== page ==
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Dear Universe,

There is a nice cool breeze today; I am enjoying the view of the San Francisco Bay, and a yummy white chocolate mocha, as I sit here (in 2025). My family and I have spent the spring traveling the coast, trying to enjoy our last bit of time as a full-time family. Soon summer will be here; Haden, who is now eighteen, will be leaving with friends to do some traveling of his own in Europe, and once he comes home, he will likely be starting his college experience, and building towards the life he wants for himself.

I recall what it felt like, thirteen years ago, to just be embarking on my journey into higher education. I was scared and excited, all at the same time. I am forever grateful that I took the plunge, and decided to take on something that felt so much bigger than me at the time. It ultimately aided in realizing my interests, and I discovered myself on a new level, one where I felt capable of anything. Now as Haden’s adulthood grows near, I just hope that he takes away as much from his experiences.

Shortly into my schooling, I ran across a call for short-story submissions to be published in a book called, A Lesson in Doubt: the social and linguistic construction of OCD. It almost felt like fate stepping in, to give me a nudge in the right direction, so I decided to write a piece detailing my personal struggles with OCD, about how it had impacted my life and my family.

In those days, feeling fueled by my passion to address social issues, my path just seemed to naturally lead me to pursuing my activism through written forms. In my attempts to inflict positive changes, my love of writing continued to grow, which eventually lead me to minor in English, while majoring in Sociology. Throughout school I grew my personal blog, Explore, Dream. Discover. I would write frequently about anything and everything, trying to grow my abilities. My classes only fed my writing, making the topics I approached more variant. I started guest blogging on other blogs, and began working on my first book, Rape Culture in America: The Normalization of Sexual Violence, before I graduated.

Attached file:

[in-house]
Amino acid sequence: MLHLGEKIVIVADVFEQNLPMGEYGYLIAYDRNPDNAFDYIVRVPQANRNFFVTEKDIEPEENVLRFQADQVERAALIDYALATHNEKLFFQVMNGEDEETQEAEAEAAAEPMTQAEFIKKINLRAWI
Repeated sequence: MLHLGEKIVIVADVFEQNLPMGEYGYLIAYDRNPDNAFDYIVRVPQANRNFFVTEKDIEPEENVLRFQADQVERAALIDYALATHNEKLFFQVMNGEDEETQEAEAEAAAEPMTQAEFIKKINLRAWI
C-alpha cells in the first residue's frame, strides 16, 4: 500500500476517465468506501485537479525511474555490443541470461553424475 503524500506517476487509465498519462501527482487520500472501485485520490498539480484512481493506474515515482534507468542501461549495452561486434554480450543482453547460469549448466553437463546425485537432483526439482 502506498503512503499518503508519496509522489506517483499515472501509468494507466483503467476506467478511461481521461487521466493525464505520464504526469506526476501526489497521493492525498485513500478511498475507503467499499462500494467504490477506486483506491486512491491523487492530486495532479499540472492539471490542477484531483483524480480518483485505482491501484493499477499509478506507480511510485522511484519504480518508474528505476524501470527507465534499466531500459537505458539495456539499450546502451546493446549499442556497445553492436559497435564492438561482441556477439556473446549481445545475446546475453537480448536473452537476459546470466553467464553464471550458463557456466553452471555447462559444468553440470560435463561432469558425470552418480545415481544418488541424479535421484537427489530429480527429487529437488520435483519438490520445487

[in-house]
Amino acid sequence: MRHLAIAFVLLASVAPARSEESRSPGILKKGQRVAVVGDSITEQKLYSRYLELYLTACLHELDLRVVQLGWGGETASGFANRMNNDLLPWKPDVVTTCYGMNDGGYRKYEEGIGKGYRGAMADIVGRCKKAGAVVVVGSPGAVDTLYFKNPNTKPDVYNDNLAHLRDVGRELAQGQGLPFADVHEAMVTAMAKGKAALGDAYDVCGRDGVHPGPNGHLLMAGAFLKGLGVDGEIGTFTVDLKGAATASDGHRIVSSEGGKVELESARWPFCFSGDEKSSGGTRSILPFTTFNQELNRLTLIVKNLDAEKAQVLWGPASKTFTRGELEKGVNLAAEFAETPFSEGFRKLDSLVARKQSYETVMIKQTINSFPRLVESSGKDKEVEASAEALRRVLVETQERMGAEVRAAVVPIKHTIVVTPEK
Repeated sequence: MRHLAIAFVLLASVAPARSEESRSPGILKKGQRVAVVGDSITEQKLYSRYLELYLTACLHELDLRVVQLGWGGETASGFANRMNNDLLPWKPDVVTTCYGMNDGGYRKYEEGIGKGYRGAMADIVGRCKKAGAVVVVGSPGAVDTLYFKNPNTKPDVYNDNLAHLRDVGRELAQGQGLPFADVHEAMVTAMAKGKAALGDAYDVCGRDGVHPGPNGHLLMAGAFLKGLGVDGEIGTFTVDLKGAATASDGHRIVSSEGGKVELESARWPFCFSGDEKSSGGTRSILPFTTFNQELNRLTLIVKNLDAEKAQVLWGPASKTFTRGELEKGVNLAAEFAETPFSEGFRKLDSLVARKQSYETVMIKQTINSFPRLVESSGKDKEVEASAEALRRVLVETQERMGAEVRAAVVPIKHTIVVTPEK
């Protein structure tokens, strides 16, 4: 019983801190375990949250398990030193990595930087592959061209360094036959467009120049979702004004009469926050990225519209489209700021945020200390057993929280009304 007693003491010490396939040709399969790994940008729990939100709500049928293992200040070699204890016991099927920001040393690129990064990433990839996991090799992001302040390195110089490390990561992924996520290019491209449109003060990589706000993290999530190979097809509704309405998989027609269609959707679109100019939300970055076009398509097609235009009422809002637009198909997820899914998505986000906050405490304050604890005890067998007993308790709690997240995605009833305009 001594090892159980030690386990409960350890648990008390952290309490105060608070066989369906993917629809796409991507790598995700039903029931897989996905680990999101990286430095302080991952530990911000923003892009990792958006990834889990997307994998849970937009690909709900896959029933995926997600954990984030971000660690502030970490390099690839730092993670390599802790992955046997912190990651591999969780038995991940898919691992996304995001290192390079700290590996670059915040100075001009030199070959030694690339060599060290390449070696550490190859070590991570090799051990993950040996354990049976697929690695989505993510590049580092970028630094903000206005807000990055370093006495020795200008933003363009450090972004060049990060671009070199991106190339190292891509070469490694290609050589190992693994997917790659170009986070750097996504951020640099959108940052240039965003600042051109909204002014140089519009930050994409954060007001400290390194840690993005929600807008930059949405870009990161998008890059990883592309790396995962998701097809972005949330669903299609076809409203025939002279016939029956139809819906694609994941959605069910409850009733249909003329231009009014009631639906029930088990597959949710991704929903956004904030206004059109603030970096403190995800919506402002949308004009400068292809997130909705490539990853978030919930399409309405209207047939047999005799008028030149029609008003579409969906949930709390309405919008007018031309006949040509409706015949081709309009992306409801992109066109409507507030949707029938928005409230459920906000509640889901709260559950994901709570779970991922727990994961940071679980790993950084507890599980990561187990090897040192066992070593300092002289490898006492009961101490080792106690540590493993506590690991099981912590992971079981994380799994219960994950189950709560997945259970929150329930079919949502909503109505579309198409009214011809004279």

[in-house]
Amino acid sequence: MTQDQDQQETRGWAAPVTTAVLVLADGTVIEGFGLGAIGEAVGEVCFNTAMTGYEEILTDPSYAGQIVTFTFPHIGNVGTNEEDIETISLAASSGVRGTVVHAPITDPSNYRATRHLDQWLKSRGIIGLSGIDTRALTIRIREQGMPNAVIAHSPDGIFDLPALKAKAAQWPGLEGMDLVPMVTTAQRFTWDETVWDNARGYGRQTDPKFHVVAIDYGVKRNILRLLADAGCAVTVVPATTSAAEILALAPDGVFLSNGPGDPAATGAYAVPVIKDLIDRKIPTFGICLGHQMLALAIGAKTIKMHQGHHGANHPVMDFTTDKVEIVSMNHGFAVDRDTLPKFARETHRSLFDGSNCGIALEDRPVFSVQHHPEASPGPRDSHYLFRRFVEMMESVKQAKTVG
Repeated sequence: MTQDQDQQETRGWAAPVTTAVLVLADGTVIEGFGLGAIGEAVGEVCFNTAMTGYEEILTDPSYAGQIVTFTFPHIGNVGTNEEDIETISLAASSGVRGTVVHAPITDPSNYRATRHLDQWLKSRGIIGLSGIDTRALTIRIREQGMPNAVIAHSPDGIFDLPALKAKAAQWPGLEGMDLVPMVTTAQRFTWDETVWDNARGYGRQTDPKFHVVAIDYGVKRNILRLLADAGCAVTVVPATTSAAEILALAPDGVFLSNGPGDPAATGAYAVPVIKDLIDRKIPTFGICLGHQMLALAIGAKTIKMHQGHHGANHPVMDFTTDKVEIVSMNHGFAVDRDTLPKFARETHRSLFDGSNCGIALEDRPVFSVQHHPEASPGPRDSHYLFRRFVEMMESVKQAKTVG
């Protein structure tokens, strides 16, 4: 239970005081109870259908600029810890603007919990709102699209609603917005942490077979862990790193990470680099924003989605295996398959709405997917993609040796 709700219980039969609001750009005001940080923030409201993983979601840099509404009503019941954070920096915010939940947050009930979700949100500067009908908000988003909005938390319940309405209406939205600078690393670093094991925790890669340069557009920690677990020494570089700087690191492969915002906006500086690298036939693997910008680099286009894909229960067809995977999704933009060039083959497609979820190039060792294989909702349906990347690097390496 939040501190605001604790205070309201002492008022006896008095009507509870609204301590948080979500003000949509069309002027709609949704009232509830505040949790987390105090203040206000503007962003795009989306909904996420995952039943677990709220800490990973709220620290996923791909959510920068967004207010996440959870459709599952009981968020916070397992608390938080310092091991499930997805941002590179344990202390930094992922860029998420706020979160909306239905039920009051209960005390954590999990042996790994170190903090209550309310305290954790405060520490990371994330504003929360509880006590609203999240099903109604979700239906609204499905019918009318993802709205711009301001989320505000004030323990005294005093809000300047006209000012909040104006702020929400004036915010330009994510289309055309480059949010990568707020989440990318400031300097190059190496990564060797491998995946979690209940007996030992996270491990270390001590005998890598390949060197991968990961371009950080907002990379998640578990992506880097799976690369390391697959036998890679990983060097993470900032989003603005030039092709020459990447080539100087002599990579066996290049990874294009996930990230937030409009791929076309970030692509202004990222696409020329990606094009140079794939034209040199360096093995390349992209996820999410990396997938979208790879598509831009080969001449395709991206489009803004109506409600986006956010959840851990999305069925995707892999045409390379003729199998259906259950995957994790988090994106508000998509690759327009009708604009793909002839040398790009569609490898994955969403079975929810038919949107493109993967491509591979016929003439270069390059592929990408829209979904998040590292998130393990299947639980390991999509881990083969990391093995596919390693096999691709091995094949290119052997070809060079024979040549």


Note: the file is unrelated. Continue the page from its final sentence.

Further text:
I love the freedom that writing affords me in my everyday life. However, the most powerful thing about writing is the release for my mind, being able to reach out to people with my words, and have an effect on them.  Sometimes, I love the way it consumes me, when I have something I need to get out, and how hard it can be to get it done; that it isn’t easily given.

Michael and I are forty now, which thirteen years ago when I was starting school, would have sounded much too old to me. I surely don’t feel old though! I am still homeschooling, currently working on my second book when I can, and I am a contributing writer for The Huffington Post on social issues. Between Michael’s entrepreneurial exploits and my writing, it has left us with the freedom to travel all over the United States, from Washington D.C. to New Orleans to Denver, and many lesser known places in between. It has been an amazing adventure, homeschooling on the road, and taking advantage of opportunity. We did this full-time for five years, before deciding to build our forever home. Since then, we have continued to travel for upwards of six months out of the year, enjoying our ability to wander.

My children have both grown up to be such independent, smart young adults, and I feel so proud of who they have become. Addison is fifteen now, sometimes in the midst of teenage angst, and has been feeling a bit jealous of the adventure her brother is about to take. Most days though, she is incredibly lively, compassionate, and energetic. She has always had a soft spot for animals, and now she volunteers regularly with one of our local rescue groups. Haden is thoughtful and creative, with a flair for the dramatic and artistic. He has always been a boy with many interests, and I look forward to watching him follow those, just as he always has.

As we near our childfree years, we are at crossroads, trying to decide where to go from here. I think back to my years of school, about the lessons that I learned, but most importantly about what I learned about myself. I wouldn’t trade those ups and downs for anything, knowing that they will always see through, up until the very end.  My biggest life lesson has been to never fear the new; as Ralph Waldo Emerson once said, “ All of life is an experiment. The more experiments you make the better.”

(This is actually the essay I had to write for my final in my English class. The assignment was to put myself in the year 2025, describe what my life is like there, and how my college experience impacted my future. When I got done, it felt like I had sent a positive message out to the Universe about what I want for myself.)

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